This time, Israel's retaliatory Operation Pillar of Defense targeted -- and killed -- Hamas's Chief of Staff Ahmed Jabari. It also demolished carefully concealed stockpiles of Fajr rockets, along with pinpoint precision bombing of Hamas government offices.
The Israeli air force, minutes away, launched 1,500 pinpoint strikes against targets long identified by Israeli intelligence.
Demolished in the airstrikes, Israeli sources said, were 19 Hamas senior command centers, hundreds of underground rocket launchers, 140 smuggling tunnels and dozens of concealed operation rooms and bases in separate buildings and 26 weapon manufacturing and storage facilities along with dozens of long-range rocket launchers and launch sites.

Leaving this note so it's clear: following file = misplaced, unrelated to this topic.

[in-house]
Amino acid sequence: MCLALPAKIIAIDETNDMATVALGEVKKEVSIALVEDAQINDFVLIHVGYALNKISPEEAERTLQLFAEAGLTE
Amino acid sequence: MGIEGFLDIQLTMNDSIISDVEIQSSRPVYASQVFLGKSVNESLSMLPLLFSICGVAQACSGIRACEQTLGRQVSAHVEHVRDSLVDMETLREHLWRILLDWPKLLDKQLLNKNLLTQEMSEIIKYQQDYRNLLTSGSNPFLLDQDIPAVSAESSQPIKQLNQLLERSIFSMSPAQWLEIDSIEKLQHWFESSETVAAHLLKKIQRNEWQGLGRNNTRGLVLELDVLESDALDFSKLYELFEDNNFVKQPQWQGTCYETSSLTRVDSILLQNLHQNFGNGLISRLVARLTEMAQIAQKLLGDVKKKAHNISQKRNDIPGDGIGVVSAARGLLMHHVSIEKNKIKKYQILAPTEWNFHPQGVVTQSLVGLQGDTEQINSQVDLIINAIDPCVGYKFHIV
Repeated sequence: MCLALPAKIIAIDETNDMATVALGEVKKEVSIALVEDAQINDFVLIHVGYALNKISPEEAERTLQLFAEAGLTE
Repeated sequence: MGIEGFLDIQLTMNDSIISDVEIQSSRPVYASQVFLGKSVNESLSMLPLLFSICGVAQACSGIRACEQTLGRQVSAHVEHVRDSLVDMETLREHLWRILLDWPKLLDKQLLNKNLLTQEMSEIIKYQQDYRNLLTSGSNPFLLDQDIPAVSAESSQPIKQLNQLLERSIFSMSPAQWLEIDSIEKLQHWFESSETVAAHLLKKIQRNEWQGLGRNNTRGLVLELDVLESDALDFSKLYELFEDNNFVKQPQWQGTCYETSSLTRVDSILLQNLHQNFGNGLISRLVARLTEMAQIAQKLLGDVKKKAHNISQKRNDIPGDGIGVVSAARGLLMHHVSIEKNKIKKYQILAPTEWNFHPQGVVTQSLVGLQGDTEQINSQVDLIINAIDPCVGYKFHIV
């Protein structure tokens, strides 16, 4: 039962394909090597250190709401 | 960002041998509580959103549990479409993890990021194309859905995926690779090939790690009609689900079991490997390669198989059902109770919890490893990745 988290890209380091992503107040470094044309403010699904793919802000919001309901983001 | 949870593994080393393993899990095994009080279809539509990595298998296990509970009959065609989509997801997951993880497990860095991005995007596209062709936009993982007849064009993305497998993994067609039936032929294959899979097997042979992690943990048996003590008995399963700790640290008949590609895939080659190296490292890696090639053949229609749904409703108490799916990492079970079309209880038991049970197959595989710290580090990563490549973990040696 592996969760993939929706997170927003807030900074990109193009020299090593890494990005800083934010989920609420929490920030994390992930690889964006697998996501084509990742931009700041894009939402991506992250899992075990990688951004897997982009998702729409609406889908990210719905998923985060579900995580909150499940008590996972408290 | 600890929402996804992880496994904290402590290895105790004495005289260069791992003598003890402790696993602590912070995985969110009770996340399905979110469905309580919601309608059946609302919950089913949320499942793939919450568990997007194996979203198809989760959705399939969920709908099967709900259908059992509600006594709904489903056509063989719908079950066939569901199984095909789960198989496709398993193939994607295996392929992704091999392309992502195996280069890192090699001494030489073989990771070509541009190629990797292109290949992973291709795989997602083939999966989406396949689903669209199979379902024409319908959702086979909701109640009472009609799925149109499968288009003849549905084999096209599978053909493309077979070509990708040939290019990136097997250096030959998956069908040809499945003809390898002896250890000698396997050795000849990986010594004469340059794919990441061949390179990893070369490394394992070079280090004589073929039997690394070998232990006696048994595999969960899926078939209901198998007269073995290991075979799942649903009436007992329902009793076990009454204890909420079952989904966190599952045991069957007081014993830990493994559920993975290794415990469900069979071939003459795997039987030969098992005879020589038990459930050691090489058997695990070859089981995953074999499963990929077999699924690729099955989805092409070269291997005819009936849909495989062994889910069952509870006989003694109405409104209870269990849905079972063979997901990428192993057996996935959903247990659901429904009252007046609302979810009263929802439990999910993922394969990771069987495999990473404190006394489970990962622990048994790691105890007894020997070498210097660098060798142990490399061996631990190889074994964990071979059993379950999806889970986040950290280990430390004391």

Six Palestinians accused of working for Israeli intelligence were executed at an intersection in Gaza in front of a cheering mob. One of the bodies was attached to a motorcycle and dragged through the streets as a warning against working for Israel.
No amount of violence will hasten the creation of an independent Palestinian state in the West Bank and East Jerusalem. It is diplomatic chimera.
Israeli settlements keep growing and no one can see Jewish settlers agreeing to resettle in Israel. Many of them are Jewish fundamentalists who moved directly from the United States and have never lived in the Jewish state.
The number of Jewish settlers in the West Bank exceeds 350,000, double what it was 12 years ago. The Israel Hayom newspaper reported 300,000 Jews live in East Jerusalem.
A 10-month partial freeze on settlement expansion came to an end two years ago. One Israeli politician, Yaakov Katz, predicts the number of settlers in the West Bank and East Jerusalem would reach 1 million within five years.